Advanced Prosthetic Hand Provides Natural Sense of Touch, Connection

In testing a sensory-enabled prosthetic, researchers showed that an increased sense of touch gives users more psychological well-being and confidence to interact with their environments.

Designers of prosthetics often focus mainly on their mechanical capabilities, their ease of use, and their ability to provide natural movement. However, there is a psychological aspect that designers are beginning to explore through sensory-enabled prosthetics. Recently, a team at Case Western Reserve University discovered that a sense of touch encourages users to wear the prosthetics more regularly and for longer periods of time. They also feel more confident to interact with their environment and loved ones.

The team engaged in the first known study of amputees wearing advanced, sensory-enabled prosthetics in everyday life. These prostheses achieve a sense of “touch” using direct interfaces attached to the nerves of the wearers. The researchers found that by receiving sensory feedback from the hand, study participants used the mechanical appendage more often than a typical prosthetic.

This graphic shows how a sensory-enabled prosthetic hand works to give more of a sense of touch to a wearer. Researchers at Case Western Reserve University allowed two subjects to wear a sensory-enabled hand at home, resulting in more frequency of use and the confidence to engage in tactile activities. (Image source: Case Western Reserve University)

Moreover, the amputees had more of a general sense of psychological well-being from the use of the hand, seeing it more as a typical hand and less as merely a tool to be used sporadically, said Dustin Tyler, a professor of biomedical engineering at Case Western Reserve and associate director of the Advanced Platform Technology Center at the Louis Stokes Cleveland VA Medical Center. "When they're in the lab, many subjects (in previous studies) have described their prosthesis as nothing more than a tool attached to the end of their residual arm," he said. Tyler worked on the research with Emily Graczyk, a post-doctoral researcher at Case Western Reserve University.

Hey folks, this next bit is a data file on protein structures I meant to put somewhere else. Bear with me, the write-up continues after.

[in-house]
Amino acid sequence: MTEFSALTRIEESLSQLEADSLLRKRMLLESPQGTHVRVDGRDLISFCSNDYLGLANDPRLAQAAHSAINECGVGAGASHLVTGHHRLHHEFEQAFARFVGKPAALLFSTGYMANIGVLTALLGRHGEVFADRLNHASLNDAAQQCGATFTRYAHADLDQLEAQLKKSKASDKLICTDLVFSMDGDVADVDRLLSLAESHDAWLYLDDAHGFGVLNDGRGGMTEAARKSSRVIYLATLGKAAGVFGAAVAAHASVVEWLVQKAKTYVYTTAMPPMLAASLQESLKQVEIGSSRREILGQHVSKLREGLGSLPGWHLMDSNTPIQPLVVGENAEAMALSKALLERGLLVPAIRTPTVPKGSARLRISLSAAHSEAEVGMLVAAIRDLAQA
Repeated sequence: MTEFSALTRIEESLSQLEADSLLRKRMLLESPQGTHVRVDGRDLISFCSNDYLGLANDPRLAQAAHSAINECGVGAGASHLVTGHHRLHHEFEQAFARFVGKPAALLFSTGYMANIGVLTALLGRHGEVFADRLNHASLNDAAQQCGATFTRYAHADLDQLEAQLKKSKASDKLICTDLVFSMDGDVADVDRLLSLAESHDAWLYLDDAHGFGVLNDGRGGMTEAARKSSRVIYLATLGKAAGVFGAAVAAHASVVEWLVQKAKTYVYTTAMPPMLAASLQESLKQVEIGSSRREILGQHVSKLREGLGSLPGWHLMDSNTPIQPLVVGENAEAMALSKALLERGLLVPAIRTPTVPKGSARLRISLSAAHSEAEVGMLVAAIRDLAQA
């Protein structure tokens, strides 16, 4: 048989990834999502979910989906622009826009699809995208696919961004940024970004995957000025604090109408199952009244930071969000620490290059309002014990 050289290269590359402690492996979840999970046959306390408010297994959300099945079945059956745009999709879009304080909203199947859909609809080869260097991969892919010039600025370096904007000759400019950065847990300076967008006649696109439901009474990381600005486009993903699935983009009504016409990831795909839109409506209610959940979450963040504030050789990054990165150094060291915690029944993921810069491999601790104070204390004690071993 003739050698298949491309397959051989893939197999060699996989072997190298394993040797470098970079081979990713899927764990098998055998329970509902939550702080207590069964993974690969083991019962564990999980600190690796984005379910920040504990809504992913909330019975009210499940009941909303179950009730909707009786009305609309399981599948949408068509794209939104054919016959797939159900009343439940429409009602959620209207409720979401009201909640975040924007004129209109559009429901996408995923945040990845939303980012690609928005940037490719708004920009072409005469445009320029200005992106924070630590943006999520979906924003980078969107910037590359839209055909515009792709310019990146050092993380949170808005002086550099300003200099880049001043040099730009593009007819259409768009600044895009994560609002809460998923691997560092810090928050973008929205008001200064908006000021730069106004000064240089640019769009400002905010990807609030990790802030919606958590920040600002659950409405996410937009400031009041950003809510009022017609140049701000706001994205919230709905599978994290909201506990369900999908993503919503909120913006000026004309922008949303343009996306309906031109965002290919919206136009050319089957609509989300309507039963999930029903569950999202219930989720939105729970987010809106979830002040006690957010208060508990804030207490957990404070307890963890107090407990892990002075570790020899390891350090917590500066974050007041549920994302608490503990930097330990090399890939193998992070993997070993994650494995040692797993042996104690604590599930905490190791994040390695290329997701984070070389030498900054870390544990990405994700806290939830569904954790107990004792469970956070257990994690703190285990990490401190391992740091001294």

Two subjects took part in the study, using the hand at home with no restrictions put on its use. Both said that the sensory-enabled prosthetic improved their relationship with their environment, allowing them to do activities such as pick up a grandchild, pick flowers, button a shirt, or slice tomatoes in a real-life, interactive way.

Though sensory-enabled prosthetics have existed for about 10 years, those wearing them typically have tested them in a laboratory setting to demonstrate how restored sensation can aid in object identification and manipulation tasks, Tyler said. This meant that “once at home, they'd often end up putting a traditional prosthesis on the shelf,” he noted. “We found the opposite to be true when they had a sense of touch—they didn't want to stop using it." One of those tested in the research even noted that giving back the device after the study concluded was "like losing my hand all over again,” according to researcher interviews.

Using the prostheses more often and for more everyday tasks gave participants greater confidence in resuming tasks that they performed before the loss of their hands and in interacting with people in their personal lives, researchers found. From their observations, the researchers concluded that the psychological and emotional impacts of sensation are integral to improving the quality of life for amputees, they said.

The team plans to continue its work by implanting devices in users that can route neural connections through Bluetooth technology to allow the amputee to actually "feel" the new hand, Tyler said. This will give users an even more lifelike sensation and allow them a deeper interaction with the things around them and other people.

"When you add sensory feedback technology to something like a prosthetic hand, you add the most important thing that connects us together as humans—touch," he said. "That's a huge difference."

The team published a paper on their work in the journal Scientific Reports.

Elizabeth Montalbano is a freelance writer who has written about technology and culture for 20 years. She has lived and worked as a professional journalist in Phoenix, San Francisco, and New York City. In her free time, she enjoys surfing, traveling, music, yoga, and cooking. She currently resides in a village on the southwest coast of Portugal.

 

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